Our social media coordinator, Alison Sutton, spent a day with St. Baldrick’s Honored Kid Aubrey Castro, who’s currently in treatment for childhood cancer. (You might remember Aubrey as the young artist who raised over $20,000 for childhood cancer research.) Here’s a glimpse into a day in the life of Aubrey, as seen through Alison’s eyes.“I want people to know that I’m beautiful and help people when they are down and I do nice things.”
That’s what 4-year-old Aubrey wants you to know about her.
One thing she didn’t mention? She’s currently in maintenance treatment for acute lymphoblastic leukemia (ALL), a childhood cancer she’s been fighting since she was 2 ½.
To gain a little insight into what it’s like to be a kid with cancer, I spent a day with Aubrey. This was our day together.
I showed up to her house and was greeted by a shy girl. Little did I know her true outgoing colors would come out about 15 minutes later when we started talking about her dolls.
Get involved to help kids like Aubrey.
“Why? They’re not real.”
She got me there. Then she talked about loving the Disney movie “Frozen” and wanting to become a ninja.
Fun fact: The first step to becoming a ninja is enrolling in karate. That’s just one of the few things she’s starting this year. Add art class, dance class, and preschool, and you have Aubrey’s weekly schedule.
Less than a year ago, none of those classes were even a possibility for Aubrey. She was in the middle of her intensive treatment, spending nights in the hospital and suffering the side effects of high-dose chemo.
She’s in maintenance therapy now, meaning she’s in remission but she has to continue treatment to make sure she stays there. She takes two steroid pills in the morning, nine and a half chemo pills mid-day, and two more steroid pills before bed. That is her normal, daily routine.
It was 8:30 a.m. and time to head to the hospital. With a 30-minute car ride, Aubrey passed the time by drawing me a picture of flowers.We arrived at the hospital and she was eager to run through the doors and press the elevator buttons. She didn’t seem nervous at all. I’m pretty sure I was more nervous than she was. While she was getting her blood pressure taken, I said, “Aubrey, you’re one tough cookie!”
“Do you know what a cookie looks like? It’s round. I’m not round!”
She got me again and even gave me a “you’re so silly” face.But all of that was soon forgotten when she was told she would be in the princess room. Without hesitating, she ran down the hall and jumped on the table. While her doctor discussed her chemo doses, Aubrey challenged me to arm wrestle. I soon found out that she is one strong 4-year-old!
As we were playing, her mom, Vanessa, was talking with the doctor about Aubrey’s treatment. I heard Vanessa begin to cry. It was easy to get lost in the moment playing with an energetic little girl, but then I realized — I’m only standing in this hospital because Aubrey needs this treatment to save her life.After her doctor decided to up her dosage of chemo, the next step was waiting for her treatment to be ready.
That’s when she became Dr. Aubrey.But really, wants to be a “ninja, artist, dancer and mommy” when she grows up.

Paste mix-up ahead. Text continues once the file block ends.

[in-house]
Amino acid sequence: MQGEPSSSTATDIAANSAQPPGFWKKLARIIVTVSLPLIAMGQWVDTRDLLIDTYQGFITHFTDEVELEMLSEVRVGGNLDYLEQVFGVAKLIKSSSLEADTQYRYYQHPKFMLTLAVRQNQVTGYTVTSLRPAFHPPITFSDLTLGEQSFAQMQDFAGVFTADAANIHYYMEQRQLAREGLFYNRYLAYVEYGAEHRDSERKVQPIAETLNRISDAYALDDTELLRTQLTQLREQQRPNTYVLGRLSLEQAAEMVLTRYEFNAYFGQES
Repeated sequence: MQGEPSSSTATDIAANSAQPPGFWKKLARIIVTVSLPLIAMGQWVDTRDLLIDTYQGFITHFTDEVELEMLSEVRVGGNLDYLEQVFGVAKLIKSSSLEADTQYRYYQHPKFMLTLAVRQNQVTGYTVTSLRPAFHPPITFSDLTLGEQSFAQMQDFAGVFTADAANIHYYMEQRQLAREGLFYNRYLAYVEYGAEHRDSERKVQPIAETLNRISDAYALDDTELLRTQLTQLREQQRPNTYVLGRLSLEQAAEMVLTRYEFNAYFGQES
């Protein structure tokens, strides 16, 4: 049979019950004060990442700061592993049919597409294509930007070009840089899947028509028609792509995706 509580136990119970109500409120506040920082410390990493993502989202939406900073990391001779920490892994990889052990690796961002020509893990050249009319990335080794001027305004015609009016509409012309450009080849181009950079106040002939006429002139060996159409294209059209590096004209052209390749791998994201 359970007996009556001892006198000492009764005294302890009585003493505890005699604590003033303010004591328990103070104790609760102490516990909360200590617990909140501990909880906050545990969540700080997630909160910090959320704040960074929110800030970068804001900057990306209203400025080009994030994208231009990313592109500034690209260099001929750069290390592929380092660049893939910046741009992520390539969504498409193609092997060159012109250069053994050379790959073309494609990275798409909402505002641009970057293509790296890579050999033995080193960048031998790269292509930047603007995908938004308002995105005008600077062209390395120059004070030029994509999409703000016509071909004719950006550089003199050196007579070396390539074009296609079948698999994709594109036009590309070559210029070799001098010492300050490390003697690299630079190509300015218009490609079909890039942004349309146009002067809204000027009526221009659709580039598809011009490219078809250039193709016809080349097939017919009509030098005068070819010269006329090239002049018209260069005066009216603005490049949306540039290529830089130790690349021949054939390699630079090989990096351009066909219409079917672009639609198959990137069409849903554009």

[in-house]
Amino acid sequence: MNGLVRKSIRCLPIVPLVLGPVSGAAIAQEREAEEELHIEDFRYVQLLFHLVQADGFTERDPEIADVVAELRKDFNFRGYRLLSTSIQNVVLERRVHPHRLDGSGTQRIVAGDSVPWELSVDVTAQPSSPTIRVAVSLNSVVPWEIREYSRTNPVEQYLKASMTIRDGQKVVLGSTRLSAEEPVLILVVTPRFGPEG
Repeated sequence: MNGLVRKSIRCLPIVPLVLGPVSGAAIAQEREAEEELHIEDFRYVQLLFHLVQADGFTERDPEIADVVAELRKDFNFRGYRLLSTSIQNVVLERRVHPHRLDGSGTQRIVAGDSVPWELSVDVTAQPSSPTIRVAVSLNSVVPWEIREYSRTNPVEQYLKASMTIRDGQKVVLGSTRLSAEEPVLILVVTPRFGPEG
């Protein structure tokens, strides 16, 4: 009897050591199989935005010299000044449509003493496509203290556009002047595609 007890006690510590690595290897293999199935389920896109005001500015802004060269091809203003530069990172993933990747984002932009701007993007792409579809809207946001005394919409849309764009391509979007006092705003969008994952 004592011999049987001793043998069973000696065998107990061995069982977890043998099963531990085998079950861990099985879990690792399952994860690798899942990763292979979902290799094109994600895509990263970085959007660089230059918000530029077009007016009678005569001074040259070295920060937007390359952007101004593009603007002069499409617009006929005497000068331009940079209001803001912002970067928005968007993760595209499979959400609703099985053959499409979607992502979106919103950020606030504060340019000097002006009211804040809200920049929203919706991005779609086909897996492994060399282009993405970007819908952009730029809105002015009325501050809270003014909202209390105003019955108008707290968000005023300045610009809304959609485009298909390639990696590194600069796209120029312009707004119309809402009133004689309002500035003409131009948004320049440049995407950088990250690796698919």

She decided that I needed a checkup and after listening to my heart beat and checking out my ears, she told me my counts were low.
“What does that mean, Aubrey?”
“It means you can’t do anything! You have to stay home all day.”She was speaking from experience. Just last month, Aubrey got the flu, which brought her blood counts down.
Because of her low counts, her doctor had to reduce her chemo, which her parents struggled with. Vanessa explained that when the chemo is reduced, there is a chance she’s not getting enough to keep her cancer in remission.
Her chemo was ready and again, she hopped on the seat without hesitation and was ready for the nurse to start.
Since I’ve never seen treatment being administered before, I didn’t know what to expect. I definitely was not ready for Aubrey to be the one to do it!With almost two years of this routine under her belt, Aubrey knew how to fill her own vials for blood samples and push down on the syringes to flush her line.
Then came the most important part: choosing a Band-Aid.After she found the perfect one, it was time for lunch.
One treatment side effect she normally experiences is a tummy ache. Today was no different and she was a little off before we got to lunch.But after lunch, we headed home and Aubrey got ready for her first dance class. She showed off her outfit and her favorite ballet pose. Then she had to teach me how it’s done. Not only did I learn how to do ballet, I learned that Aubrey does not let childhood cancer define who she is.
She’s not Aubrey, the little girl with cancer.
She’s Aubrey, the girl who loves Barbies but wants to be a ninja. The girl who wants to be known for the good she does for others. And the girl who would rather be at school than inside a hospital.
But right now, she’s dealing with the childhood cancer life. And after spending the day with her and her family, I’ve only seen a small portion of what that actually means.
This is why research is so important — so this process does not become a normal day for any child.
Thank you to Aubrey, Vanessa, Ivan, and Aiden for letting me spend the day with you and for showing me the importance of what St. Baldrick’s is doing to Conquer Childhood Cancers.
Help fund childhood cancer research so all kids can live normal, hospital-free lives.
Read more kids’ cancer stories:
- Kate Returns to Gymnastics After Losing Her Leg to Childhood Cancer
- Healthy, Happy, and Helping Others: Aaron’s Triumph Over Childhood Cancer
- ‘A Short Life That Inspired Many’: Remembering Jackson
All hospital photos taken by Aubrey’s mom, Vanessa.